1. Africa is not one country: there is no “one-size-fits-all” approach
Make sure you are familiar with the cultural, economic and political aspects of each African state you bring your business to. South Africa is a modern industrial power, while countries like Angola, Sudan and Equatorial Guinea are experiencing spectacular economic growth stimulated by the expansion of their oil extraction capacity.
Other countries live off agriculture, self-subsistence and international aid, with Mediterranean Africa being heavily influenced by Arab and Islamic culture. Make sure you know your audience!
2. Always start by contacting the official channels
If you have worked in a diplomatic service or a company with branches in Africa, administrative officials will often have a more favourable opinion of you, making it easier to obtain the necessary contacts. Many Americans and Europeans start businesses in Africa after working as NGO volunteers.
3. Make sure your business brings something to the region
In the end you will be judged not by your words or promises, but by what you actually do. Unlike Europeans, African people are not won over by advertising and marketing techniques, but by results.
4. Be prepared to spend a lot of your time there
If you want your business to be a success, you have to be around – especially in the early days. Directing your business from a distance brings the danger that you will lose touch with what’s really happening.
5. Get a business partner
Unavoidably, there will be times when you’re out of the country. In tropical Africa, the recommended period of stay for Europeans is about three months per visit. Each week over this increases your chance of catching illnesses like malaria. Find an “alter ego” – someone who can be you while you are away.
6. Hire your employees locally
The more local employees you have, the better your business will integrate into society, with authorities and potential clients regarding it as more beneficial. You also learn a lot about the country by working with indigenous people.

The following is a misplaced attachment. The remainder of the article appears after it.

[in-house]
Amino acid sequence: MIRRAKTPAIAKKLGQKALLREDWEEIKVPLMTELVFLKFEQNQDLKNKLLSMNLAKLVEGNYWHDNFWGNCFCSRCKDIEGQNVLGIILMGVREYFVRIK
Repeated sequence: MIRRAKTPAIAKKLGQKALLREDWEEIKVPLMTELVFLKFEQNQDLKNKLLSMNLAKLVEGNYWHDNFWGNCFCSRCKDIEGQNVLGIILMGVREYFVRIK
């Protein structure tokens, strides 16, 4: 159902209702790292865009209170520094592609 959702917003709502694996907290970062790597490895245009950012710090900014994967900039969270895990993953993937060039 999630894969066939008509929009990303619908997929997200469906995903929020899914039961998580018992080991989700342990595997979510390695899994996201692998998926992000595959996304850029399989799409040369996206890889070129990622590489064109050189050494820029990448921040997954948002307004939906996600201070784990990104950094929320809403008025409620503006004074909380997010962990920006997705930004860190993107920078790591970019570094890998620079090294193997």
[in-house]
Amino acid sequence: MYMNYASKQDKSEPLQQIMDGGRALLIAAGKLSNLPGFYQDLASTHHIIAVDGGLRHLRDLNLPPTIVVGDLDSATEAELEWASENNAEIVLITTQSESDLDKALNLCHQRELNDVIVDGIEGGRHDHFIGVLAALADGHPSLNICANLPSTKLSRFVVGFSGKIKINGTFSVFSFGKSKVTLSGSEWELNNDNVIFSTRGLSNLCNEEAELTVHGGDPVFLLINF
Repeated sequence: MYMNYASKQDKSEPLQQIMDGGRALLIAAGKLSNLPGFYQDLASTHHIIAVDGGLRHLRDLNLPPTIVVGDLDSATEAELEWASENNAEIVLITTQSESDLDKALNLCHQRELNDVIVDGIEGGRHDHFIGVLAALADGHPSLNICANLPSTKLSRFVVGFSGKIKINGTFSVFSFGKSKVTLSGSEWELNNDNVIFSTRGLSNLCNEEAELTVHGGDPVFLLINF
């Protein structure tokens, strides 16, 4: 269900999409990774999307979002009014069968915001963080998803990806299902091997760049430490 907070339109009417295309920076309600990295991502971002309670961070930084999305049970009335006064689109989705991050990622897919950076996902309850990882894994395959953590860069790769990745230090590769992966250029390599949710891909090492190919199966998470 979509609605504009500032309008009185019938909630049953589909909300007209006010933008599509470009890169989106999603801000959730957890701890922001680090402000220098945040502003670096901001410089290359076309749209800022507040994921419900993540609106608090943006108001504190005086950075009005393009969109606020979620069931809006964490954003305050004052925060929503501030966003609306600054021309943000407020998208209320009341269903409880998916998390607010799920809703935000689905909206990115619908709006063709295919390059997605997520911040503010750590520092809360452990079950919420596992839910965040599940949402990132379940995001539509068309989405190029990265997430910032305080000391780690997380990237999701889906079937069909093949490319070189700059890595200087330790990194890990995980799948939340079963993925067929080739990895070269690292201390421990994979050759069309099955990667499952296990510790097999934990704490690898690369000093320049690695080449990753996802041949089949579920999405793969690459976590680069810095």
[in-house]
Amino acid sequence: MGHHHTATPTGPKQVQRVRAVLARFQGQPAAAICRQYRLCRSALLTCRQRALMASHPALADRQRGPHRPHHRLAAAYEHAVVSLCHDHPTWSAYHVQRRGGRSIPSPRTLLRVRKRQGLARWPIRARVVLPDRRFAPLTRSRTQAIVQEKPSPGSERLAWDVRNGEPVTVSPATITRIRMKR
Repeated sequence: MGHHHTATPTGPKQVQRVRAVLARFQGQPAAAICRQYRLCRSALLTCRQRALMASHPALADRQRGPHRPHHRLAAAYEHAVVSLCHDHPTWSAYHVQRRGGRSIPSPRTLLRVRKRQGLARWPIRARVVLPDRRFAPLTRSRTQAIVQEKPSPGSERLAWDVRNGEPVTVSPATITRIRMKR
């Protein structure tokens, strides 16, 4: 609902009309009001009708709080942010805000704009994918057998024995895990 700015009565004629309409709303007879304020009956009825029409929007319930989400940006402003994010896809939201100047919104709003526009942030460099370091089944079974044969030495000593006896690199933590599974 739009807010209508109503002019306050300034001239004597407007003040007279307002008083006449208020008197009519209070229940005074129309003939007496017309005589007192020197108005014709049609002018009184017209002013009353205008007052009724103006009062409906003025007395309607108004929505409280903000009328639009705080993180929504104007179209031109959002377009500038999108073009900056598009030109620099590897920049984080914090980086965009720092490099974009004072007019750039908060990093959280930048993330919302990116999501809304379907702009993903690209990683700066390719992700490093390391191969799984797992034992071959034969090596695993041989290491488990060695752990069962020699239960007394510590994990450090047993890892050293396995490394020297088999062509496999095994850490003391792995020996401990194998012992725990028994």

7. Be aware of cultural differences
Many communities are built on a culture of mutual help and support, sometimes blurring the lines between business, family and friends. Some African societies have a matriarchal system of relations, where the uncle on the mother’s side might have a legal obligation to give a yearly gift to each nephew. If he neglects to do this, the nephew might be entitled to take any item that he wants from his uncle. Don’t avoid working with local people, just make sure you are familiar with their customs!
8. Don’t overvalue “special relationships” with powerful people
If your business is good for the country, you will succeed. Respect the law and local customs and don’t get involved in family politics. It may be beneficial to build relationships with influential people but you cannot base the success of your business on this.
9. Work with people at all levels
At a local level, authority is often highly segmented. Be prepared to make deals and co-operate with everyone. Regardless of how good your relationship may be with the governmental authorities, sometimes it is just as important to negotiate with local tradesmen and other members of small communities.
10. Help others
You may be asked to help people that you don’t know and who offer nothing in return. Do this even if there is no apparent political or PR gain – it will have a good impact on your business in the medium and long term. The more you help, the more favourably you and your business will be regarded by society.
Vladimir Korokev has a PhD in the history of relationships between Africa and South America. He is the author of more than 100 articles and ten books published in Russia, and the former CEO of companies dedicated to public transportation, fishing and shipbuilding in Africa.
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